Monday, July 28, 2008

They weren't criminals

The family of Hafeidh Aboud, one of the three civilians killed on their way to the airport last month, said late Sunday night that the U.S. soldiers responsible should be prosecuted either in the United States or in Iraq.
"Why did they do this to us? My father liked the Americans very much," said Mohammed Hafeidh Aboud, 21, one of Hafeidh Aboud's seven children. "The American soldiers are guilty. Why did they do this? Why?"
The shooting took place June 25 as Hafeidh Aboud was on his way to Rasheed Bank, where he had worked for 33 years. In the car with him were employees Suroor Ahmed, 32, and Maha Youssef, 31.
Around that time, a convoy of American soldiers from the 4th Brigade Combat Team, 10th Mountain Division (Light), were traveling in the vicinity, the military said. One of the vehicles developed mechanical problems and pulled off along a road adjacent to the airport.
About 8:40 a.m., as soldiers tried to repair the vehicle, Aboud's Opel approached the rear of the parked convoy, according to the military and witnesses. The military said in a statement that the car was speeding toward the soldiers, who viewed it as a threat. "When the vehicle failed to respond to the soldiers' warning measures, it was engaged with small arms fire," the statement said.
The three civilians died instantly.

The above is from Sudarsan Raghavan and Qais Mizher's "U.S. Says 3 Iraqis Killed In June Were Law-Abiding" (Washington Post)and Lisa noted it. You can also see Leila Fadel's "U.S. concedes Iraq victims were law-abiding, not insurgents" (McClatchy Newspapers) which we noted yesterday. For context, from the June 25th snapshot: "Reuters notes the US military shot dead 2 'suspects' in Samara and they shot dead 3 people in a car 'near Baghdad airport'. On the 3 in Baghdad, Doug Smith (Los Angeles Times) reports, 'Officials at Yarmouk Hospital identified the dead as a manager and two female employees of a bank at the airport. Iraqi police also reported that two bodyguards were injured' while the US military maintains they were attacked by the bank employees." Richard A. Oppel's "U.S. Military Says Soldiers Fired on Civilians" covers the story for the New York Times:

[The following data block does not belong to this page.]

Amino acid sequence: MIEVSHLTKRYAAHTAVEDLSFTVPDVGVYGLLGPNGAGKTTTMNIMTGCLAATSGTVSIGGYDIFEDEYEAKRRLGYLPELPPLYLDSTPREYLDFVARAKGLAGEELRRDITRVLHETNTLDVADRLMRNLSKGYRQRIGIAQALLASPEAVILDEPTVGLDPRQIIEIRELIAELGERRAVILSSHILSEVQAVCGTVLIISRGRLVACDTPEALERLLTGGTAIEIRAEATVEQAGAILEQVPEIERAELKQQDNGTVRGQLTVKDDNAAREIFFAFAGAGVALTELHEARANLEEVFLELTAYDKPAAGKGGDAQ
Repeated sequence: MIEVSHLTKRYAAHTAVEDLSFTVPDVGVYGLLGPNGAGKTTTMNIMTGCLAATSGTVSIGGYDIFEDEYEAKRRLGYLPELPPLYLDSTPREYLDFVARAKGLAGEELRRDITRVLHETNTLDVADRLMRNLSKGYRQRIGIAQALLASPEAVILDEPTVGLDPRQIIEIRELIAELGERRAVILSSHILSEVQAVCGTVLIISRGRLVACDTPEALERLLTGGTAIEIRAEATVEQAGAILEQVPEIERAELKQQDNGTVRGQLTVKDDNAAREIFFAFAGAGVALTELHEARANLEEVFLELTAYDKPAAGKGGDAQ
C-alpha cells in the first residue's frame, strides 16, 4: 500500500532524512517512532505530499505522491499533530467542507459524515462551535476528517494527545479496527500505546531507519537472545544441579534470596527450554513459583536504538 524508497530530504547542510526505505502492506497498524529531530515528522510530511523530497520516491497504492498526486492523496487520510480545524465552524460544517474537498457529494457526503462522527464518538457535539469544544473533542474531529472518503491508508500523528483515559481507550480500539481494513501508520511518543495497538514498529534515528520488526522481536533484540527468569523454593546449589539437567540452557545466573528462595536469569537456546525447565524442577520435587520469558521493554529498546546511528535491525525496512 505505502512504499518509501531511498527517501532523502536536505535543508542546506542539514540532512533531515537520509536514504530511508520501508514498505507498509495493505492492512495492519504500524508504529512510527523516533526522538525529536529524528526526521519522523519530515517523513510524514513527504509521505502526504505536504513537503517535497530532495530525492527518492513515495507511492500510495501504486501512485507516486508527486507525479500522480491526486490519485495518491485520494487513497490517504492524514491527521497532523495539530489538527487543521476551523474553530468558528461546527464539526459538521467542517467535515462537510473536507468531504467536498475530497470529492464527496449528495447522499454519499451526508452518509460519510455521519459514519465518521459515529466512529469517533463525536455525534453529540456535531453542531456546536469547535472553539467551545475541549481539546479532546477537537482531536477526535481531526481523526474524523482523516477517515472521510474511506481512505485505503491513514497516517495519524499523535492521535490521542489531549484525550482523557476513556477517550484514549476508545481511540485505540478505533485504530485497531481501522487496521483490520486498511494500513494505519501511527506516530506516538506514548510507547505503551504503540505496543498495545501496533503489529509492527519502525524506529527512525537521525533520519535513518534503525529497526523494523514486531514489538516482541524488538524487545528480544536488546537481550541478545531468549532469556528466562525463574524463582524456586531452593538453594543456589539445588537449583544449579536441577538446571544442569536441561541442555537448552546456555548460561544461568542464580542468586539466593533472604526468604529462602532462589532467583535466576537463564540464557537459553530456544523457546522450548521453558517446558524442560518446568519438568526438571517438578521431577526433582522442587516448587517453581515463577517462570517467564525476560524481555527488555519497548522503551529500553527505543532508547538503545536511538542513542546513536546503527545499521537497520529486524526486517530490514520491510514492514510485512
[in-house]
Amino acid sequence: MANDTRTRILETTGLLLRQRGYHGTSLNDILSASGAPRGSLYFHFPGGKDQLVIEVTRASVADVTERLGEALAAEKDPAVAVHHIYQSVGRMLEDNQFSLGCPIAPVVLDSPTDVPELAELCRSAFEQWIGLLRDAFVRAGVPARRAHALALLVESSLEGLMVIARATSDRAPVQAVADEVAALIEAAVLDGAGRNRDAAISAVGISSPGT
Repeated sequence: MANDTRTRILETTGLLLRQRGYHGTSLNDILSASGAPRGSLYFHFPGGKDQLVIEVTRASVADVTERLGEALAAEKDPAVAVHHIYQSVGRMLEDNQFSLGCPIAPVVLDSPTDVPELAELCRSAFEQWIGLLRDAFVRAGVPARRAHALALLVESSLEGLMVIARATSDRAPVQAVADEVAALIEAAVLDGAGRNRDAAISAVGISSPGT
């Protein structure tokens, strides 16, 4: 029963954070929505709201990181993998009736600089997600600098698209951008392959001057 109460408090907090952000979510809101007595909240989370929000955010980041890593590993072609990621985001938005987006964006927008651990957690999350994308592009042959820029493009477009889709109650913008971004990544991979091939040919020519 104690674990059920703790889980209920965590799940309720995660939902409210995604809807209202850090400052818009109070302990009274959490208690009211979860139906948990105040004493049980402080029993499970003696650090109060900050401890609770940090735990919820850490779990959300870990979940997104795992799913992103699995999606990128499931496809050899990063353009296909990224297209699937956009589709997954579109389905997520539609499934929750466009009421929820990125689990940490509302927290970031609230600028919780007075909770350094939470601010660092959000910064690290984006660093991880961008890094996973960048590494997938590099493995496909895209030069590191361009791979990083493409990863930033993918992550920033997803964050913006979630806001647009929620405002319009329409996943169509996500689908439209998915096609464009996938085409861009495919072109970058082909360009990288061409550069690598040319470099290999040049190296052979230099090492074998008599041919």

But the findings called into question the way the military handled the aftermath of the shootings.
For example, a key assertion of the news release issued by the military on the day of the killings was that "a weapon was recovered from the wreckage." But the military said Sunday that no one claimed to have found a weapon in the car or had seen a weapon taken from it.
Instead, one of the soldiers at the scene reported seeing an Iraqi police officer pull something from the burned car and then place it in the front seat of an ambulance, according to Lt. Col. Steve Stover, a spokesman for the Fourth Infantry Division, which patrols Baghdad.
The soldier never said the item pulled from the car was a weapon, he said. But the soldier's account nevertheless formed the basis for a statement in an initial internal military assessment of the attack, which said that a weapon had been pulled from the car.
"We don't believe there was any cover-up," Colonel Stover said.
The investigation also revealed that the car had already passed through a major checkpoint leading into the airport, which required the occupants to submit to a thorough search for weapons and other dangerous objects. As they had many times before, the bank employees then drove down the main civilian road to the airport.